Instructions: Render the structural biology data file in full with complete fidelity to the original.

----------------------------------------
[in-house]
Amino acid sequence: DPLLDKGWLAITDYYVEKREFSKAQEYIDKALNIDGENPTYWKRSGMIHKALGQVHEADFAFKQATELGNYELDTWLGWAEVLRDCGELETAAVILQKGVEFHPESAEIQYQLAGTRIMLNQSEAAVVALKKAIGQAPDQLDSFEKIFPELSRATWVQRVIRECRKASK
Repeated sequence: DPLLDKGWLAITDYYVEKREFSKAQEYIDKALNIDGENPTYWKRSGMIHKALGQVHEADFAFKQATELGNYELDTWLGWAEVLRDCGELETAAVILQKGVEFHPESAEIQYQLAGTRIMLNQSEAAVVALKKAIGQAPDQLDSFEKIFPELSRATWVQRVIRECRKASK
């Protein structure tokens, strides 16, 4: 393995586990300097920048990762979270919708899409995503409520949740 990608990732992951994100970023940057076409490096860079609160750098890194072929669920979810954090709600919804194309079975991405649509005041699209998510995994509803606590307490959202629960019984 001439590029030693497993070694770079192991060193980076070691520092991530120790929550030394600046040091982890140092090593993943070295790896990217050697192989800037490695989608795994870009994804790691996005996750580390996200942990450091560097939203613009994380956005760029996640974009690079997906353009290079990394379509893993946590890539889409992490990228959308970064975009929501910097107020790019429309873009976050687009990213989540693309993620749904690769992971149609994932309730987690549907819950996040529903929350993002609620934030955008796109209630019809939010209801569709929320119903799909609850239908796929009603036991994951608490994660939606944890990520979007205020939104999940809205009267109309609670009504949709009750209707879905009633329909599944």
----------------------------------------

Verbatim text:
[in-house]
Amino acid sequence: DPLLDKGWLAITDYYVEKREFSKAQEYIDKALNIDGENPTYWKRSGMIHKALGQVHEADFAFKQATELGNYELDTWLGWAEVLRDCGELETAAVILQKGVEFHPESAEIQYQLAGTRIMLNQSEAAVVALKKAIGQAPDQLDSFEKIFPELSRATWVQRVIRECRKASK
Repeated sequence: DPLLDKGWLAITDYYVEKREFSKAQEYIDKALNIDGENPTYWKRSGMIHKALGQVHEADFAFKQATELGNYELDTWLGWAEVLRDCGELETAAVILQKGVEFHPESAEIQYQLAGTRIMLNQSEAAVVALKKAIGQAPDQLDSFEKIFPELSRATWVQRVIRECRKASK
């Protein structure tokens, strides 16, 4: 393995586990300097920048990762979270919708899409995503409520949740 990608990732992951994100970023940057076409490096860079609160750098890194072929669920979810954090709600919804194309079975991405649509005041699209998510995994509803606590307490959202629960019984 001439590029030693497993070694770079192991060193980076070691520092991530120790929550030394600046040091982890140092090593993943070295790896990217050697192989800037490695989608795994870009994804790691996005996750580390996200942990450091560097939203613009994380956005760029996640974009690079997906353009290079990394379509893993946590890539889409992490990228959308970064975009929501910097107020790019429309873009976050687009990213989540693309993620749904690769992971149609994932309730987690549907819950996040529903929350993002609620934030955008796109209630019809939010209801569709929320119903799909609850239908796929009603036991994951608490994660939606944890990520979007205020939104999940809205009267109309609670009504949709009750209707879905009633329909599944």